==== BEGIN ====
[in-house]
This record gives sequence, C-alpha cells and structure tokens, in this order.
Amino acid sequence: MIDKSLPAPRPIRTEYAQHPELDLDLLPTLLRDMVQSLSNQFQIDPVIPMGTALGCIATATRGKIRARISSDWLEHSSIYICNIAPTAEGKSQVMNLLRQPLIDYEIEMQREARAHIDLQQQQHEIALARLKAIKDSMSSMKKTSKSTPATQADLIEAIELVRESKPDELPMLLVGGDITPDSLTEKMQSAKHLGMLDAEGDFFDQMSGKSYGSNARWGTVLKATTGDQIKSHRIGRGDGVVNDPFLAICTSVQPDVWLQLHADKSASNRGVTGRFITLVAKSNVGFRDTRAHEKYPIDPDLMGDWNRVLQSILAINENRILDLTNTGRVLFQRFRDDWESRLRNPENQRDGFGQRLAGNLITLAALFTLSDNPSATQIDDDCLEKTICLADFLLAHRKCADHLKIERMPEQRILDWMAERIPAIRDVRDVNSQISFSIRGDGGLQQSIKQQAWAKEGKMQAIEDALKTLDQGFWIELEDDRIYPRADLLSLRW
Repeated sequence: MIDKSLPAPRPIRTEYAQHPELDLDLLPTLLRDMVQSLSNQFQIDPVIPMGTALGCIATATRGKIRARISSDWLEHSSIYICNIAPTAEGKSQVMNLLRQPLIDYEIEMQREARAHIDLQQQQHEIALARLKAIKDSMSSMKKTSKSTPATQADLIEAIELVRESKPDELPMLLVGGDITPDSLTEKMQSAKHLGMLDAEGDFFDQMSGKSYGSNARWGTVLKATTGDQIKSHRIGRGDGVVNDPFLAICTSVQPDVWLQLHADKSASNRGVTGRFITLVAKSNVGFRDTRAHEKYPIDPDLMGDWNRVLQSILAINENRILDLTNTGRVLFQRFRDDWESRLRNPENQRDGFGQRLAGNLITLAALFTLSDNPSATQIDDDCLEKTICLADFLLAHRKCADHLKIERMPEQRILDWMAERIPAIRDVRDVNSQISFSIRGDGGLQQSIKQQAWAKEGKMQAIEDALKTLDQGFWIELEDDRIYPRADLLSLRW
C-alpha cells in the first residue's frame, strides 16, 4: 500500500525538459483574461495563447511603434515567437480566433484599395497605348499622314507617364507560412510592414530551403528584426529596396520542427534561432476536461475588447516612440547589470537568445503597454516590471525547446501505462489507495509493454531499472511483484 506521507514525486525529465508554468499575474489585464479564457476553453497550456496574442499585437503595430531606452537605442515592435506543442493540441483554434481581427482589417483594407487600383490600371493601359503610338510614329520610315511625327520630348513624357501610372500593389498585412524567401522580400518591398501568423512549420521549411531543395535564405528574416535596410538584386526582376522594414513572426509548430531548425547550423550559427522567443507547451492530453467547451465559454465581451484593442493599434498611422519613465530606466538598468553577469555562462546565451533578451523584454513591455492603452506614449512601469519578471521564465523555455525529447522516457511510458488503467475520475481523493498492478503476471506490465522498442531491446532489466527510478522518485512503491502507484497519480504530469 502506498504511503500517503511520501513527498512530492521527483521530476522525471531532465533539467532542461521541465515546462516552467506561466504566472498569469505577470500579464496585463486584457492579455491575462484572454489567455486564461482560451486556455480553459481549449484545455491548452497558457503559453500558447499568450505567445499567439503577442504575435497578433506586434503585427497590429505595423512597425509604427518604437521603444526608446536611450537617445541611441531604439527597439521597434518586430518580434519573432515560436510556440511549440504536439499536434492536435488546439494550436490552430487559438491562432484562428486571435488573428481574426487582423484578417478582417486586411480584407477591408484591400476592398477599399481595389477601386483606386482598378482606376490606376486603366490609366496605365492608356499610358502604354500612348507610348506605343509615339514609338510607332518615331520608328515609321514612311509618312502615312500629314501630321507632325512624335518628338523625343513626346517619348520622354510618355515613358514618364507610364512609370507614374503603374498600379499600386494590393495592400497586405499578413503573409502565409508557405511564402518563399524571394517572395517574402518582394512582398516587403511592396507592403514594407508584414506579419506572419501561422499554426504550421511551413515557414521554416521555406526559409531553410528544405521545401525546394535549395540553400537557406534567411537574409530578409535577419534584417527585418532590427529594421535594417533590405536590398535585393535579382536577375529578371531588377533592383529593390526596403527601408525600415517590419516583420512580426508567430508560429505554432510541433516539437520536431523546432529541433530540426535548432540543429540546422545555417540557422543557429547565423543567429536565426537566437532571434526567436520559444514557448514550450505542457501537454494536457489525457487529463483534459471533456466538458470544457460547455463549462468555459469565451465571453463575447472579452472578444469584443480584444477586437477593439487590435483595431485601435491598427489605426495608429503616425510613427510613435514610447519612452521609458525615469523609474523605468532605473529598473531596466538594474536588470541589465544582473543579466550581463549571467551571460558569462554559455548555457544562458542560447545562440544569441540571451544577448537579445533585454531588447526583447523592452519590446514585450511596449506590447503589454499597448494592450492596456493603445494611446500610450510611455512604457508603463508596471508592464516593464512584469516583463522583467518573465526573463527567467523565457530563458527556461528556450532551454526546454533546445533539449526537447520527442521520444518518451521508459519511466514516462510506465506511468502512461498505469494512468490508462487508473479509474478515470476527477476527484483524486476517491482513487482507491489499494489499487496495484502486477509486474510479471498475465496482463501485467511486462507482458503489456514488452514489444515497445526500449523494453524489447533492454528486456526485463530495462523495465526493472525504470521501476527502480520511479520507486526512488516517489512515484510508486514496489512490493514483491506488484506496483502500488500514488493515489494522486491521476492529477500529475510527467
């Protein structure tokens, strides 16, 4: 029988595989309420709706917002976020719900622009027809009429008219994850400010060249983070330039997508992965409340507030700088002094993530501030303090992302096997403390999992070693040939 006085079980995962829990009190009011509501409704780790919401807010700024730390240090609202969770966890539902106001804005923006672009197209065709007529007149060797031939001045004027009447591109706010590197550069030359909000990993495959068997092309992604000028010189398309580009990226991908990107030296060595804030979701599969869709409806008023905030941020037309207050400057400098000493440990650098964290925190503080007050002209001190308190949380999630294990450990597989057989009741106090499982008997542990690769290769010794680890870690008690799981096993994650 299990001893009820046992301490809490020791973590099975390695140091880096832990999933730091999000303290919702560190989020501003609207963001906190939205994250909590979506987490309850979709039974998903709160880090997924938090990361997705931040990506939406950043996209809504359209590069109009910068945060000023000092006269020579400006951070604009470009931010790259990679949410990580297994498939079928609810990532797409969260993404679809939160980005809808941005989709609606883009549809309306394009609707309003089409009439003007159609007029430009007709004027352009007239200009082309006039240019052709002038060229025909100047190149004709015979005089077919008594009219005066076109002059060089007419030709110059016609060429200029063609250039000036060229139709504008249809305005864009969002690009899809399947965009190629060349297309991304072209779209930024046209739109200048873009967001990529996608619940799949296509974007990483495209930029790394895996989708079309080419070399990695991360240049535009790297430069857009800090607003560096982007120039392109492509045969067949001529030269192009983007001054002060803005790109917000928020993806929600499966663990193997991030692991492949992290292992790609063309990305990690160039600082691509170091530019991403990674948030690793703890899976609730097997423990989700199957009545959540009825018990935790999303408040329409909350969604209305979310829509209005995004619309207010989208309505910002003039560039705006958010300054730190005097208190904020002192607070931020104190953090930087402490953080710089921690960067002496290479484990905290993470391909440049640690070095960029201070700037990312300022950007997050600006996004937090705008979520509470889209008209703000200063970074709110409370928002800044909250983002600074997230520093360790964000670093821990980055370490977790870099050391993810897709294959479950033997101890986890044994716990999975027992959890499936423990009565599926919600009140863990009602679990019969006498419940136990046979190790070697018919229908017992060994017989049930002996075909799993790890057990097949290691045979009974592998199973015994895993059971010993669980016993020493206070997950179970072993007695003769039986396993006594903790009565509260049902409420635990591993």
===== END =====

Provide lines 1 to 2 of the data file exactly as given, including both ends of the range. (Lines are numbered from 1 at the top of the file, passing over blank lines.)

[in-house]
This record gives sequence, C-alpha cells and structure tokens, in this order.